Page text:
Profs study effects of temperature on tundra ecosystems
9:52 a.m., Dec. 21, 2006--Two University of Delaware professors are co-principal investigators in a National Science Foundation (NSF)-funded project to understand how changes in temperature and nitrogen deposition affect tundra ecosystems. Barbara Campbell and Thomas Hanson, both assistant professors of marine and earth studies, recently returned from the Arctic Long Term Ecological Research (LTER) station at Toolik Lake in Alaska where they collected samples for the study.
Campbell said prior studies at the research station suggest that temperature and nitrogen changes may cause major shifts in carbon storage in tundra ecosystems, where greater than one-third of the earth's carbon pool is stored. Scientists are concerned that thawing of the tundra's permafrost could accelerate global warming by releasing huge amounts of carbon dioxide into the atmosphere.
“Microbes are typically major controllers of how carbon is stored and released, so we're trying to understand how microbial communities are changed by nutrients and temperature at the Toolik Lake site over a long term of more than 20 years and a short term of less than one year,” Campbell said. “There are basically two possibilities that we're trying to sort out, whether the community structure changes with increased temperature or nitrogen or whether the community stays the same, but is just more active in releasing carbon when conditions change.”
To find the answers, Campbell and Hanson are using a novel method to identify approximately 5,000-10,000 microbes per sample by sequencing a short fragment of DNA present in all organisms. That bit of DNA, which varies from organism to organism, allows the investigators to get a snapshot of the contents in each sample. This is being combined with functional profiling of soil samples to see how tundra soil microbial community structure and function are related.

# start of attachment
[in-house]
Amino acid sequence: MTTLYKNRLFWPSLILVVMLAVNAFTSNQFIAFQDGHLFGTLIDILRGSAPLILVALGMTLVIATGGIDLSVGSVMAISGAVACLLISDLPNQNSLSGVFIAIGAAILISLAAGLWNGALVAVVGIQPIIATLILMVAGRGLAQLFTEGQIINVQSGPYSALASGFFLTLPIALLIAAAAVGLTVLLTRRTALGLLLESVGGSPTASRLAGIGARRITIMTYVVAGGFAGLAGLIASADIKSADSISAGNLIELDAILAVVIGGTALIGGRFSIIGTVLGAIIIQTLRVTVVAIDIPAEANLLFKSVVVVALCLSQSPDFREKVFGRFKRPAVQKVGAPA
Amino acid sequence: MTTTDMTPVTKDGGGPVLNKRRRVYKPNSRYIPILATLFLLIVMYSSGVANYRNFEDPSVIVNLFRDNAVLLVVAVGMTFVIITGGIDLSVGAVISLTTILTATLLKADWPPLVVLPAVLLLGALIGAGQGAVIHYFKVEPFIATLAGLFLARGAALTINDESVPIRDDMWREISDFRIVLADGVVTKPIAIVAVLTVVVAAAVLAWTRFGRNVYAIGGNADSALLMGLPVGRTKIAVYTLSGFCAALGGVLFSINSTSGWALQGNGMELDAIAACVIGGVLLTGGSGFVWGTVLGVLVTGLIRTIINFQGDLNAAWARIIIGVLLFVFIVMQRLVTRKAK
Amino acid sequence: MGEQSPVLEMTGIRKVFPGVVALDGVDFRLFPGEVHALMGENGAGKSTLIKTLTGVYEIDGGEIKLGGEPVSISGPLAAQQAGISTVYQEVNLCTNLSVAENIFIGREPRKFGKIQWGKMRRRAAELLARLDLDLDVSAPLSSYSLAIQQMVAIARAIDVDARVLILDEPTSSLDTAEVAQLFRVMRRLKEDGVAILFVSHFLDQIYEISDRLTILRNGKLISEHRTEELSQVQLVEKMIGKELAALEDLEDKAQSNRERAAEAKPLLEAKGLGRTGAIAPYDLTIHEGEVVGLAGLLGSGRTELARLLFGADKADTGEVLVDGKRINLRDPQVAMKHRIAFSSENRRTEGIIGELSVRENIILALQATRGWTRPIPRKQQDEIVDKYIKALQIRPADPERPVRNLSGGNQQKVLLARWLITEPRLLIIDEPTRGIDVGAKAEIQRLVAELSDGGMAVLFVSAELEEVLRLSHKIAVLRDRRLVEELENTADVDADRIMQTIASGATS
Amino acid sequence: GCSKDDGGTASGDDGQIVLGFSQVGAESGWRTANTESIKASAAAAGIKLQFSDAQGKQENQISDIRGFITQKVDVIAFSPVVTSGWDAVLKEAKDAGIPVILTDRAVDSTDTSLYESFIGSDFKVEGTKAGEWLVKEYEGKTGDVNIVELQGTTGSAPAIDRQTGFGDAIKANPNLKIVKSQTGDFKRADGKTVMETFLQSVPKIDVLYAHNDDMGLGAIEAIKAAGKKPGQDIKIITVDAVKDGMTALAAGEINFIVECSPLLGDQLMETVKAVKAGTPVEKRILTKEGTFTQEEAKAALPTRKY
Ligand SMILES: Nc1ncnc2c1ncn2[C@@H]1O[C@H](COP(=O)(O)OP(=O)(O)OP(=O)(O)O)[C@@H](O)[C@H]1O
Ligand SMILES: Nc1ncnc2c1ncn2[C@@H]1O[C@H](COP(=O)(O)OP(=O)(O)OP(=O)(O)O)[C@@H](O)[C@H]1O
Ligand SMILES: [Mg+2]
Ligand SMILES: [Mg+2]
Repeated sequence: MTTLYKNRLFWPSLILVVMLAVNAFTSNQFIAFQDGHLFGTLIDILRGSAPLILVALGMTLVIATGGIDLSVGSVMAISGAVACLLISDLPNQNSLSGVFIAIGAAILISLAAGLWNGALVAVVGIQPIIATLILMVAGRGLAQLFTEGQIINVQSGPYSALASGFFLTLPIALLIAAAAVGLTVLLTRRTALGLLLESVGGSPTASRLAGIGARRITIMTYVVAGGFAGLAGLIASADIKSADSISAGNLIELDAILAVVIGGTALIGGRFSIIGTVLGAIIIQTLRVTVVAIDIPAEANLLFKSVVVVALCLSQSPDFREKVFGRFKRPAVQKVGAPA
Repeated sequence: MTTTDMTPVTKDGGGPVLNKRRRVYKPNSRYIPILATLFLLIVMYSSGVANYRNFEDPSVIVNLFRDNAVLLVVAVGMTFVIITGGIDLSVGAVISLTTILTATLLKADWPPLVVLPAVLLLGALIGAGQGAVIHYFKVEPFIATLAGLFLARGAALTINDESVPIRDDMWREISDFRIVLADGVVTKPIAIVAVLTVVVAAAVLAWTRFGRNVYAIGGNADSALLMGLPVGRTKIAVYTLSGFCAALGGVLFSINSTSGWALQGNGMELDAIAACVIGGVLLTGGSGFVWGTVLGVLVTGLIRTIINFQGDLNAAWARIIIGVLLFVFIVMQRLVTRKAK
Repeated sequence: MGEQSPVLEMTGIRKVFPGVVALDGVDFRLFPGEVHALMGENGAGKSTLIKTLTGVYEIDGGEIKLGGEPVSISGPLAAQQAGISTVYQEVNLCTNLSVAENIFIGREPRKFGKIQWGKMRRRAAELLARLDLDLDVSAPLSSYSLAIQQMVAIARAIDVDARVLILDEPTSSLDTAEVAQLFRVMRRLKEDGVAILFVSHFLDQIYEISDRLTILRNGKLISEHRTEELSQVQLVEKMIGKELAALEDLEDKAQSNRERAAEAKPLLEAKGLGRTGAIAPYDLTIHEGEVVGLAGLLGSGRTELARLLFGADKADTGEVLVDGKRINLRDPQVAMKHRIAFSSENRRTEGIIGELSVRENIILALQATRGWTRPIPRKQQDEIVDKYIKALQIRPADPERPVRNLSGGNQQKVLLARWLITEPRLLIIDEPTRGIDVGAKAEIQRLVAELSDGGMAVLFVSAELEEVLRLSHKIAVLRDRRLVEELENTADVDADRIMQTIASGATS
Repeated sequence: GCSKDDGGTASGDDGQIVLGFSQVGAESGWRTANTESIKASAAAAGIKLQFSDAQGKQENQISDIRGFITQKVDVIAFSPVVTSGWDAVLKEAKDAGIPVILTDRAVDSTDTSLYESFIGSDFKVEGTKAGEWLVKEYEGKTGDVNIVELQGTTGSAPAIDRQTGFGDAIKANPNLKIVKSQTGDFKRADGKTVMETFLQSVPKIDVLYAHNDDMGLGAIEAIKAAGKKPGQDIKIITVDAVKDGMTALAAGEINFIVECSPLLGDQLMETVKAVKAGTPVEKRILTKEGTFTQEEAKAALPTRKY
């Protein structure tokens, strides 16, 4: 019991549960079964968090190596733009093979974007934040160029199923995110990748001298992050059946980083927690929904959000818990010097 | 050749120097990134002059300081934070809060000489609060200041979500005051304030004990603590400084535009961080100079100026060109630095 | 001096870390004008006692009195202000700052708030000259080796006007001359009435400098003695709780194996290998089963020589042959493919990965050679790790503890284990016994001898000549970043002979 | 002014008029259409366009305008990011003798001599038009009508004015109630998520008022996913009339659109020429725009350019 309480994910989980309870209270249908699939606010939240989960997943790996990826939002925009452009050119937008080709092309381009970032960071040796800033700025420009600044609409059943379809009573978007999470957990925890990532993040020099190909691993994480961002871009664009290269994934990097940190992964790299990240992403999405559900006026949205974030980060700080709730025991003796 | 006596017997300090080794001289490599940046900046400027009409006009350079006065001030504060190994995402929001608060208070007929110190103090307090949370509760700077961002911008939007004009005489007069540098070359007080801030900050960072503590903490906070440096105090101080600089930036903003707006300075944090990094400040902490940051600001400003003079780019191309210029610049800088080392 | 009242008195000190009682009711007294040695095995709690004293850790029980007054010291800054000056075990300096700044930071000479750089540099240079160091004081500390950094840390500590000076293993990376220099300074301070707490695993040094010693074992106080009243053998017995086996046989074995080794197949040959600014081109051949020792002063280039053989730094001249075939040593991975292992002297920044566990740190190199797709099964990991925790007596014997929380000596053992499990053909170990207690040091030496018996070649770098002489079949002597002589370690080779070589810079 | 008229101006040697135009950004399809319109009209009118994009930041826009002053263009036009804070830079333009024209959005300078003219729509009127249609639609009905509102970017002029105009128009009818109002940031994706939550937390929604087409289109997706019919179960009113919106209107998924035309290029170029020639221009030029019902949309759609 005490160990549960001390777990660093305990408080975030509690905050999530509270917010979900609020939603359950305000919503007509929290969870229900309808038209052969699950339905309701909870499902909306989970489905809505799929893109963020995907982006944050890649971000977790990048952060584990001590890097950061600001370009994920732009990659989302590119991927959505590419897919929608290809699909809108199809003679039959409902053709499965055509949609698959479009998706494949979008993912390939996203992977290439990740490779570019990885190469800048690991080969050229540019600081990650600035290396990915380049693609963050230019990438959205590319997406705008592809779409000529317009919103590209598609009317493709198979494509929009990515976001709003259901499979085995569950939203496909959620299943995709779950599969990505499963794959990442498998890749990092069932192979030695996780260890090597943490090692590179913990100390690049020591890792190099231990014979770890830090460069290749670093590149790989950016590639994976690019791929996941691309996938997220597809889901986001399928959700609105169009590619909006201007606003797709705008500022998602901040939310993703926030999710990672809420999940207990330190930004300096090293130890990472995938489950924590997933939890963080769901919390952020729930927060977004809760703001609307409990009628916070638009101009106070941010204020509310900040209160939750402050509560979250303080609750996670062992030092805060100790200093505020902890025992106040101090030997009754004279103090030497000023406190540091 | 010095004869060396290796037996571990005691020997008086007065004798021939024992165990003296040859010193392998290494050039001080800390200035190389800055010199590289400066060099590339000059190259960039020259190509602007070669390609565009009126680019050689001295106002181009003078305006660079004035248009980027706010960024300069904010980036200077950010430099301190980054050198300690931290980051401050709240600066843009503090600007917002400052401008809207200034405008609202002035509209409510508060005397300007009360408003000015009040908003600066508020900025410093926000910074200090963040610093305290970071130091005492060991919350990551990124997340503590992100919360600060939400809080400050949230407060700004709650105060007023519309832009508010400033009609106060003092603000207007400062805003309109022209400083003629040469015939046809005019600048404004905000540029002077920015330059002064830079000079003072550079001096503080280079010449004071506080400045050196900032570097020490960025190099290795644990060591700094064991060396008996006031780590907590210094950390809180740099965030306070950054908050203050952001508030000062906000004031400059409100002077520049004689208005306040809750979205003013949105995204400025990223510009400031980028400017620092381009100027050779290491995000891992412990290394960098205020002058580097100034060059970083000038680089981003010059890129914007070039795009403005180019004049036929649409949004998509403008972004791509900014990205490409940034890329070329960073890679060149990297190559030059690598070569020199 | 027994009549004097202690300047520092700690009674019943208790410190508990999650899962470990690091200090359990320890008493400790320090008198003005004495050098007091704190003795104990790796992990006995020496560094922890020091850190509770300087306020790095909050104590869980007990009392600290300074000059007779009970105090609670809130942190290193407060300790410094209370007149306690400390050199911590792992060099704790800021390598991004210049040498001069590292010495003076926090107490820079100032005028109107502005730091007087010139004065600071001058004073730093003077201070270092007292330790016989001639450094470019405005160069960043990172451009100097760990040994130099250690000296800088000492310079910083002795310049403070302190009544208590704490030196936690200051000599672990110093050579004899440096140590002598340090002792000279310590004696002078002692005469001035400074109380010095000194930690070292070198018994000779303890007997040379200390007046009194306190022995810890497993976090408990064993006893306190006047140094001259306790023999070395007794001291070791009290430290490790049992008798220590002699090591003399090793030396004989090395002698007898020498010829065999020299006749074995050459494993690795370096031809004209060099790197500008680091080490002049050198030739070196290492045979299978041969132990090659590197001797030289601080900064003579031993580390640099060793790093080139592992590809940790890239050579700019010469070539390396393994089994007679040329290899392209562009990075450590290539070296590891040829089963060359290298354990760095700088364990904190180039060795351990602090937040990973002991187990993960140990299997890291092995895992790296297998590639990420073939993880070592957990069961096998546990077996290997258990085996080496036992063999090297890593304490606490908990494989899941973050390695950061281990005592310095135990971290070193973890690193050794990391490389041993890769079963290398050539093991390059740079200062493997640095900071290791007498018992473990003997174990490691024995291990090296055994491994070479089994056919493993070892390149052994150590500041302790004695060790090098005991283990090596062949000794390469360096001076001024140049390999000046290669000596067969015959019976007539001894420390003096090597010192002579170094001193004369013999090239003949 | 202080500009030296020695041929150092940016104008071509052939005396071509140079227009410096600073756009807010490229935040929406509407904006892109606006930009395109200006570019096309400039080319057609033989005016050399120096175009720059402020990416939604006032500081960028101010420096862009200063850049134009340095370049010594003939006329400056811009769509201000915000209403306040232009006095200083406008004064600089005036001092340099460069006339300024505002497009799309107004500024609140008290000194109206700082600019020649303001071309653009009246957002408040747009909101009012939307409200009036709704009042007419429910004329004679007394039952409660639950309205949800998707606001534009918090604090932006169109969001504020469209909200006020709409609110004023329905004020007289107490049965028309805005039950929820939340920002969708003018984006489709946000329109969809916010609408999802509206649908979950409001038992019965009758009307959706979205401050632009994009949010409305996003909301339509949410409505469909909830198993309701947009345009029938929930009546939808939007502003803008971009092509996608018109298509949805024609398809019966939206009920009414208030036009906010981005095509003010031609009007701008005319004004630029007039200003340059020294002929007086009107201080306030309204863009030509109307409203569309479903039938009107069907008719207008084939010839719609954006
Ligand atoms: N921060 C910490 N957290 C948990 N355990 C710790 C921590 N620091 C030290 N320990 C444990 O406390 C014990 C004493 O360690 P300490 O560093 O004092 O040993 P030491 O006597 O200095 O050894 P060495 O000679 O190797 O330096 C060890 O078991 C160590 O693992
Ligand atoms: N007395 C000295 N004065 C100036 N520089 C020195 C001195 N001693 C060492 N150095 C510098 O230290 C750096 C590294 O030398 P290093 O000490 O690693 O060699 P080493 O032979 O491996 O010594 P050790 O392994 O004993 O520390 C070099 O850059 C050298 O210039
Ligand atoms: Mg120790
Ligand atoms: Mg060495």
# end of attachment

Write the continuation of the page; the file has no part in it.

The study involves soil samples from both long-term and short-term nutrient fertilization experiments over two years. Samples for the first year were collected by Michelle Mack and Edward Schuur, both assistant professors of botany at the University of Florida, who are collaborators in the study.
Campbell said the examination of the samples for changes in the microbial community upon nutrient fertilization has shown dramatic shifts in the microbial communities, mostly in the mineral (deep layer) portions of the soils after extended incubation times compared to control samples.
“Understanding how changes in climate affect microbial populations will refine predictions of how stored carbon will behave relative to existing trends in global change,” Campbell said. “Changes found in this study may also reflect past climate change events, helping scientists to understand the geological record.
“Our experience at Toolik Lake was terrific. The longest and most stressful part of the entire trip was the getting there. The distance we traveled to get there and back was actually around 10,260 miles. The field station had its great points--lots of excellent food, company, scenery, a sauna and, of course, the science--and not so good points--two showers for two minutes each per week, lots of mud, and pit toilets that were nothing to write home about,” she said.
For the first few days, collecting samples was particularly difficult because the soils were frozen below 10 centimeters and members of the team spent a lot of time hammering the corer on various rocks to put it back into shape.
“While both Tom and I learned a lot, we were pleased that our REU student learned the most from the experience, in both gaining valuable field work skills and with her interactions with the scientists at Toolik Lake during our stay,” Campbell said.
Article by Martin Mbugua